Oct 042018
 

[With thanks to John Pring, Editor DNS]

Tory conference: Charity’s silence on universal credit deaths, hours after minister announces £51m funding

A charity has refused to criticise the Department for Work and Pensions (DWP) over four deaths linked to universal credit, hours after a minister announced it would receive tens of millions of pounds to support claimants on the new benefit system.

Work and pensions secretary Esther McVey told the Conservative party conference on Monday that the advice charity Citizens Advice would receive the funding to deliver support to claimants.

It will be delivered through “universal support”, which provides universal credit claimants with advice and assistance, particularly with budgeting and the online aspects of their claims.

Since last year, local authorities have provided this service, funded by DWP, but Citizens Advice and Citizens Advice Scotland will take responsibility for delivering a “strengthened” version across England, Wales and Scotland from next April.

The two charities will receive £12 million in the run-up to April 2019 to “ensure a smooth transition to the new delivery model” and then another £39 million from April 2019 to provide the service.

A DWP spokeswoman confirmed today (Thursday) that the funding of £39 million was for just one year, “with a review at the end”.

But she also appeared to confirm that the contracts signed by the charities includes a clause preventing them from attracting “adverse publicity” to the department or to McVey herself, as in contracts signed by some of the disability charities who have signed up to deliver services as part of DWP’s new Work and Health Programme.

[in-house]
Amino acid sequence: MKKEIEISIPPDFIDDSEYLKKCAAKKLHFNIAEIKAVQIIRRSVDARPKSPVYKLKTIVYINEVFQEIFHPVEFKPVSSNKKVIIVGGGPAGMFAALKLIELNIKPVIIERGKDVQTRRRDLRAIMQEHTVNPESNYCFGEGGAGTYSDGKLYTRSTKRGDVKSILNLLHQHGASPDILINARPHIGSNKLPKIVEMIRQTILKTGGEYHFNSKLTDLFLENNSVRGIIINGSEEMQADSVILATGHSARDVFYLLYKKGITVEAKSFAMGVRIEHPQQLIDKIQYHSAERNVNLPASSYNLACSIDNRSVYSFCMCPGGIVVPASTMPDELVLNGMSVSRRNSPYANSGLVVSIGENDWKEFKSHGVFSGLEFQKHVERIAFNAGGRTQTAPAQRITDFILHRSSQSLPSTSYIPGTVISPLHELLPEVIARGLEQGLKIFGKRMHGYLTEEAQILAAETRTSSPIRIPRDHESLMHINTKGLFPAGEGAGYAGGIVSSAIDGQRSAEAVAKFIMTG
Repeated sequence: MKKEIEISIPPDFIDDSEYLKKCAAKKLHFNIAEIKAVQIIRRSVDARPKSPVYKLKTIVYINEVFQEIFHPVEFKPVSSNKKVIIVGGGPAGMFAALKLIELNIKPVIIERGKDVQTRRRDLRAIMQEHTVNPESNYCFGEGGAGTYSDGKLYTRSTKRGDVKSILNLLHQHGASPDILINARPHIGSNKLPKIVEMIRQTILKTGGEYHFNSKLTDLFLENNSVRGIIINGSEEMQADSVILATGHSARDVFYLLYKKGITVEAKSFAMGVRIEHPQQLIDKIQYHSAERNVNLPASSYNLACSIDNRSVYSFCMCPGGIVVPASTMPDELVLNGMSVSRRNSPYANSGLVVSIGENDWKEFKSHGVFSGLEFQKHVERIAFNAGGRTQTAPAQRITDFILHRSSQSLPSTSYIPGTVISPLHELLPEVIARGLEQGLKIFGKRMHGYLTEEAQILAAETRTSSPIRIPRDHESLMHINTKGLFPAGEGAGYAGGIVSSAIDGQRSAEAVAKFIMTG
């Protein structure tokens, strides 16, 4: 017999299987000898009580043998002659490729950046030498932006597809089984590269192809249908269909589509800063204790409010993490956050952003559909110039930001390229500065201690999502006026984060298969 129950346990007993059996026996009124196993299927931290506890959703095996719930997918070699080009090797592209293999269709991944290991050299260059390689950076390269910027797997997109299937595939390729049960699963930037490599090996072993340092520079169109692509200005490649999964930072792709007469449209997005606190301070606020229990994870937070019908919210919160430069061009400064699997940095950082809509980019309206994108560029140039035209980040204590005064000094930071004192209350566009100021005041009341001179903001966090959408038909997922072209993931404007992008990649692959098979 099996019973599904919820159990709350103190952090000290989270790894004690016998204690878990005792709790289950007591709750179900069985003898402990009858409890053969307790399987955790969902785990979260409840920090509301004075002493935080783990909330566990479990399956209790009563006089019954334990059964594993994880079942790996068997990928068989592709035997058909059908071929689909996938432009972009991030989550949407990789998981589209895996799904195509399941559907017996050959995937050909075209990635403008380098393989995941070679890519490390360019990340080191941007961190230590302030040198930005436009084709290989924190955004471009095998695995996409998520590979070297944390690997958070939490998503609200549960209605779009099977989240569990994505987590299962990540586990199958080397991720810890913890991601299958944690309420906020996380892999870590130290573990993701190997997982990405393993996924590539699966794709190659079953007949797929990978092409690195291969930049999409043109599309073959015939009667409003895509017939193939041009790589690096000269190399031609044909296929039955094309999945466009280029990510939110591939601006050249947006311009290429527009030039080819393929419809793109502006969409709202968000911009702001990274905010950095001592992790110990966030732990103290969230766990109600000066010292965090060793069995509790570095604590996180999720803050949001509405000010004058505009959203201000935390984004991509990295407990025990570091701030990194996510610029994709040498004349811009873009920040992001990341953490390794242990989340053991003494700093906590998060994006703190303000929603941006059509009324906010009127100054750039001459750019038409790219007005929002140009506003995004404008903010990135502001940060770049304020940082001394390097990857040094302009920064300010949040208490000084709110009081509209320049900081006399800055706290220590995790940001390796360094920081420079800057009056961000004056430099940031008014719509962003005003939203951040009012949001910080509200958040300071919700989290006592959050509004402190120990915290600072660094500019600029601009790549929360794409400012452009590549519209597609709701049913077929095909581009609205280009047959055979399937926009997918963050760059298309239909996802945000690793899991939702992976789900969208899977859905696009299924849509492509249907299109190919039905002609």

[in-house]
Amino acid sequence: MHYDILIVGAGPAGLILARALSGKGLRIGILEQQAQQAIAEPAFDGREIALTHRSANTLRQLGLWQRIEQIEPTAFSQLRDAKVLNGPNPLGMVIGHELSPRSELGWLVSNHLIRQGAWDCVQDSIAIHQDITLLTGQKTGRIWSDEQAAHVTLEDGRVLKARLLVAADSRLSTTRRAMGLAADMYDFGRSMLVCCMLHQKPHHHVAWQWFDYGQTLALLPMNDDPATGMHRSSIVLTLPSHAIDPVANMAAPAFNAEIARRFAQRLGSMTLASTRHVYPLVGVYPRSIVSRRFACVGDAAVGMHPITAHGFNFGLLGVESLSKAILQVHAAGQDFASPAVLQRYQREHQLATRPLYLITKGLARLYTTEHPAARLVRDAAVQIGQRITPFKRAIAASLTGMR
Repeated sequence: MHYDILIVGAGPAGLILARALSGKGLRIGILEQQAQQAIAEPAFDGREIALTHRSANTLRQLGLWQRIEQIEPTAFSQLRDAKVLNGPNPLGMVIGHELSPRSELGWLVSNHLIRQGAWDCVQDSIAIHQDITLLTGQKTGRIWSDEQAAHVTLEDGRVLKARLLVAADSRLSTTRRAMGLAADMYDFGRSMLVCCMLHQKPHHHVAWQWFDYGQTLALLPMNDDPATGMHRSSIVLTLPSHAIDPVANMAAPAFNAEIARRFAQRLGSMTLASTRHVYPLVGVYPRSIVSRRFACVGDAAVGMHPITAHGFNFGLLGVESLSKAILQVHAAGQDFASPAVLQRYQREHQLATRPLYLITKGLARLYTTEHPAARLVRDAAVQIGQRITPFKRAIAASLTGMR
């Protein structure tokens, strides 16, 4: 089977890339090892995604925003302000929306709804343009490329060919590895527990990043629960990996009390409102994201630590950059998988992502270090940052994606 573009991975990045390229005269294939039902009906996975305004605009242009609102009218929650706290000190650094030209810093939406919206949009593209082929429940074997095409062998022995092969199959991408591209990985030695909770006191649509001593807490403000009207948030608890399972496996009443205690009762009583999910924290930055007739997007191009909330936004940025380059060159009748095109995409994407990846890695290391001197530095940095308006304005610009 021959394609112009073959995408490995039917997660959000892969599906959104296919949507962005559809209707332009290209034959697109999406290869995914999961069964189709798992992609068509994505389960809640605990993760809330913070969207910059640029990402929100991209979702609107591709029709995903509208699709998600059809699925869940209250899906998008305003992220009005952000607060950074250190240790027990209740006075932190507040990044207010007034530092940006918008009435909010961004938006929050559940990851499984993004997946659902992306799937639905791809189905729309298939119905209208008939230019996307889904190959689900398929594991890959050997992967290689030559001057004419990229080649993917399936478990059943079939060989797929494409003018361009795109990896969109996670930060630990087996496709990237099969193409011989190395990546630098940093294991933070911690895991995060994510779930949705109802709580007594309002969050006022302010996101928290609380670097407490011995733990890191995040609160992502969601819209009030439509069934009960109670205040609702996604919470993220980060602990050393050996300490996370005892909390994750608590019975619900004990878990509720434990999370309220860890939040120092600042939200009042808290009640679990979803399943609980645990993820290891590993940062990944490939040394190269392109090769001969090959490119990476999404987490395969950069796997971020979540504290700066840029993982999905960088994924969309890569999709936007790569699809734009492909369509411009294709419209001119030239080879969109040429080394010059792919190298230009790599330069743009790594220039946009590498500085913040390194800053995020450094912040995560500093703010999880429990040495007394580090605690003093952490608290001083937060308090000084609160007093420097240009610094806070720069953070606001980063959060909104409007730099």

Such a clause is likely to say that Citizens Advice must “pay the utmost regard to the standing and reputation” of McVey and must promise not to do anything that harms the public’s confidence in her or DWP.

Asked whether the contracts do include such a clause, a DWP spokeswoman said this afternoon: “Such paragraphs are typical in DWP grants.

The grant sets out the relationship with DWP and its grant recipients so that both parties understand how to interact with each other.

The wording is intended to protect the best interests of both the department and the stakeholders we work with, and it does not stop individuals from acting as whistle-blowers under the provisions of the Public Interest Disclosure Act 1998, nor from raising any concerns directly with the department.”